Trinidad and Tobago: A Ride to Inclusion, Cpl Maurice Williams Embraces All

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Trinidad and Tobago: If Corporal Maurice Williams had his way, he would make the world an all-inclusive one full of embrace, support and love, particularly for those who are seemingly overlooked, undervalued and neglected.
For the past six months, Cpl Williams has been mentoring 18-year-old Daniel Gulston who was diagnosed with Down Syndrome.
Down Syndrome is a syndrome in which baby is born with copy of the21st chromosome which causes physical and mental disabilities, developmental delays.
Gulston, however, always had an affinity for animals and dreams of becoming a mounted officer within the Trinidad and Tobago Police Service (TTPS).
With this in mind, the Down Syndrome Family Network (DSFN) and the Executive of the TTPS, began Gulston’s ride to his dream with a mentorship programme, in which he learned to groom, feed, walk, and bond with horses – crucial skills for any horse rider.
During the sessions, Gulston interacted with Police Horses Hamlet and Ichabod, who are warm bloods with a very calm temperament.
Though this was his first mentorship of such a kind, Cpl Williams have over the years trained citizens on the do’s and don’ts of horse riding and care.
Of his 19 years with the TTPS, 16 were at the Mounted Branch where he trained police officers of all ranks to become “competent” police mounted officers, including senior officers of the Trinidad and Tobago Defence Force to take charge of the Independence Day parade while mounted on a horse. The corporal also trains civilians who participate almost daily in the riding programme.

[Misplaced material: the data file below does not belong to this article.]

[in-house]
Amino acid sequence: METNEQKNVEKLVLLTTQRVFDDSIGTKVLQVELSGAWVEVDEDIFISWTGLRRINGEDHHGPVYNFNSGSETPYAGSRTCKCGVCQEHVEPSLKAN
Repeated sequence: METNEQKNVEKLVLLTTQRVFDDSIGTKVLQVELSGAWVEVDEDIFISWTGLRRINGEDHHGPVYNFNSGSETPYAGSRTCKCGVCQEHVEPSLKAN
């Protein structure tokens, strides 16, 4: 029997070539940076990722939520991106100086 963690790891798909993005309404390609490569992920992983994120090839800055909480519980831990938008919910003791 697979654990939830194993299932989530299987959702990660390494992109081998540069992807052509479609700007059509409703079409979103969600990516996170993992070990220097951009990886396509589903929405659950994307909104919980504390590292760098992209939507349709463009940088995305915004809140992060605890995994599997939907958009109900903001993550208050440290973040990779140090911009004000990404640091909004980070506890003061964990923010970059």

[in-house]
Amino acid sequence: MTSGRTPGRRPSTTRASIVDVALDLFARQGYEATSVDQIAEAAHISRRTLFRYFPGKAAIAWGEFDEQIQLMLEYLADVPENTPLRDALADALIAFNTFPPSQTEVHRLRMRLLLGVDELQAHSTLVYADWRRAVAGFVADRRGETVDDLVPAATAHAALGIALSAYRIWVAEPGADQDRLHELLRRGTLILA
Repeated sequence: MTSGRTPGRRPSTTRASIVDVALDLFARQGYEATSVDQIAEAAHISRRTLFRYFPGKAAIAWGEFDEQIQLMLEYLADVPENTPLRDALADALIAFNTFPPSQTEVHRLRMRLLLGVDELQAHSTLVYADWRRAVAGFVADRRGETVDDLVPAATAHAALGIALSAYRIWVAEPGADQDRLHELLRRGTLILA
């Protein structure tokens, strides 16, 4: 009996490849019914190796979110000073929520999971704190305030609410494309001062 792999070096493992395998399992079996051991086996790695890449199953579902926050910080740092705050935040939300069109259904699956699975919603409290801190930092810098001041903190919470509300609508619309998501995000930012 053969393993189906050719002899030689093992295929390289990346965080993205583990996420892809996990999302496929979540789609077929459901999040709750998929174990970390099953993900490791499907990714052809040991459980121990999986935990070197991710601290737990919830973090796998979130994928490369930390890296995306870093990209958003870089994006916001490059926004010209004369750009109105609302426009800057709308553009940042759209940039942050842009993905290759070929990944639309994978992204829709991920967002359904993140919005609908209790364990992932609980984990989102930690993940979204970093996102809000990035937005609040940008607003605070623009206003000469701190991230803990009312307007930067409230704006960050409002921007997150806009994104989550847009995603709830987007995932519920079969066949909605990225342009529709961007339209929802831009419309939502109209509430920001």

“I think disability or Down syndrome awareness should be introduced into the training of a police officer, therefore increasing the understanding and appreciation for those with disabilities and down syndrome,” Cpl Williams said.
He added, “However, at this juncture, it would be very helpful if police officers from every division, section and branch be lectured to and informed about down syndrome and all other disabilities, to achieve a high level of professionalism in executing their duties and make the world a more inclusive one as it comes to our fellowmen with disabilities or down syndrome.”
Cpl Williams, who is “fully” supported by his “beautiful” wife, Camille, said his favourite part of working with Gulston was “seeing Daniel happy and hearing him laugh.”
A father of two, Sydney, 16, and Prince, 10, he revealed, “I used my fatherhood skills during this mentorship programme to also instill morals, values, respect for others and a better appreciation for life, especially during the pandemic where the death tolls were so high.”
“When I was chosen to facilitate the mentorship programme by Superintendent Hospedales, who I also trained to become a competent horseback rider, I was very excited about this new programme, which I believe can only empower youths.”
Saying there were “no challenges” with the mentorship as he had a “very, very supportive team at the Police Mounted Branch,” he said, “Here, we are each other’s keeper and we have unity, which is our strength.”

George Henry
George Henry
George Henry, a distinguished graduate of Columbia University, pursued his passion in Economics with outstanding academic achievements. George found his calling in journalism, aiming to raise awareness regarding geopolitical and socioeconomic issues. He is recognized for having a keen interest in international geopolitics, sports and women's rights. To reach George, you can email


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